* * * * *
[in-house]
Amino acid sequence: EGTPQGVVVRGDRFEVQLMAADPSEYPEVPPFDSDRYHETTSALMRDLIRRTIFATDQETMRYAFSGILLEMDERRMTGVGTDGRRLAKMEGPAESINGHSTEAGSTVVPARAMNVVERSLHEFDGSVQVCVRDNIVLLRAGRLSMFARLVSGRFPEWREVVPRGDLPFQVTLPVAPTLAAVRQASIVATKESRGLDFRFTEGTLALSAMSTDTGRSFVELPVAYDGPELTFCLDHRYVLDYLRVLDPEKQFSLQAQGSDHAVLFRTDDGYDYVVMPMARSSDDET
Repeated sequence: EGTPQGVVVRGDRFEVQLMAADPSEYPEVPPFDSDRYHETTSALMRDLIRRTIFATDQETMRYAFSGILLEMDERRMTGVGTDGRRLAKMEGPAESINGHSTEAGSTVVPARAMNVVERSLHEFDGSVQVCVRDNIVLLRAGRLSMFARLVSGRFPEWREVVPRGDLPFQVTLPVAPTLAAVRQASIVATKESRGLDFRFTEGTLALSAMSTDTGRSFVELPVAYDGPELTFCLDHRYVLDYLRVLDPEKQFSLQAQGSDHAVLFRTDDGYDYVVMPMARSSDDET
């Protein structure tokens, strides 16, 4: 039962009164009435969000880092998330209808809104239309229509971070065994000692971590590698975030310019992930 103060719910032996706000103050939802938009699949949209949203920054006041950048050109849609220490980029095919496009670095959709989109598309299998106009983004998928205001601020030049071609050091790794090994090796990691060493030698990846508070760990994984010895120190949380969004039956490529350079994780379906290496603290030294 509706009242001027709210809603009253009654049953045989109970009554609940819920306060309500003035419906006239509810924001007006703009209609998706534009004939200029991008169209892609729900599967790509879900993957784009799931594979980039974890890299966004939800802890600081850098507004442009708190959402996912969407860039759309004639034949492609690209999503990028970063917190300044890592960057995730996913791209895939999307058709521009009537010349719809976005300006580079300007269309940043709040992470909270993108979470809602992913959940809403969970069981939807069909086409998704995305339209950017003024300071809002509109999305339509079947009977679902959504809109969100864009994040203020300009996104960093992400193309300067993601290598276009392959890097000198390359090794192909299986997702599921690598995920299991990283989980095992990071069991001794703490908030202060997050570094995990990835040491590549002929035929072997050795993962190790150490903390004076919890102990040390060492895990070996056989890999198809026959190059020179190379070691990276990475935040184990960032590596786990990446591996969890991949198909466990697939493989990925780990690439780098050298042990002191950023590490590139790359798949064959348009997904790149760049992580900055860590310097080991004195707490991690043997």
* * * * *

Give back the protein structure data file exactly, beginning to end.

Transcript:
[in-house]
Amino acid sequence: EGTPQGVVVRGDRFEVQLMAADPSEYPEVPPFDSDRYHETTSALMRDLIRRTIFATDQETMRYAFSGILLEMDERRMTGVGTDGRRLAKMEGPAESINGHSTEAGSTVVPARAMNVVERSLHEFDGSVQVCVRDNIVLLRAGRLSMFARLVSGRFPEWREVVPRGDLPFQVTLPVAPTLAAVRQASIVATKESRGLDFRFTEGTLALSAMSTDTGRSFVELPVAYDGPELTFCLDHRYVLDYLRVLDPEKQFSLQAQGSDHAVLFRTDDGYDYVVMPMARSSDDET
Repeated sequence: EGTPQGVVVRGDRFEVQLMAADPSEYPEVPPFDSDRYHETTSALMRDLIRRTIFATDQETMRYAFSGILLEMDERRMTGVGTDGRRLAKMEGPAESINGHSTEAGSTVVPARAMNVVERSLHEFDGSVQVCVRDNIVLLRAGRLSMFARLVSGRFPEWREVVPRGDLPFQVTLPVAPTLAAVRQASIVATKESRGLDFRFTEGTLALSAMSTDTGRSFVELPVAYDGPELTFCLDHRYVLDYLRVLDPEKQFSLQAQGSDHAVLFRTDDGYDYVVMPMARSSDDET
């Protein structure tokens, strides 16, 4: 039962009164009435969000880092998330209808809104239309229509971070065994000692971590590698975030310019992930 103060719910032996706000103050939802938009699949949209949203920054006041950048050109849609220490980029095919496009670095959709989109598309299998106009983004998928205001601020030049071609050091790794090994090796990691060493030698990846508070760990994984010895120190949380969004039956490529350079994780379906290496603290030294 509706009242001027709210809603009253009654049953045989109970009554609940819920306060309500003035419906006239509810924001007006703009209609998706534009004939200029991008169209892609729900599967790509879900993957784009799931594979980039974890890299966004939800802890600081850098507004442009708190959402996912969407860039759309004639034949492609690209999503990028970063917190300044890592960057995730996913791209895939999307058709521009009537010349719809976005300006580079300007269309940043709040992470909270993108979470809602992913959940809403969970069981939807069909086409998704995305339209950017003024300071809002509109999305339509079947009977679902959504809109969100864009994040203020300009996104960093992400193309300067993601290598276009392959890097000198390359090794192909299986997702599921690598995920299991990283989980095992990071069991001794703490908030202060997050570094995990990835040491590549002929035929072997050795993962190790150490903390004076919890102990040390060492895990070996056989890999198809026959190059020179190379070691990276990475935040184990960032590596786990990446591996969890991949198909466990697939493989990925780990690439780098050298042990002191950023590490590139790359798949064959348009997904790149760049992580900055860590310097080991004195707490991690043997």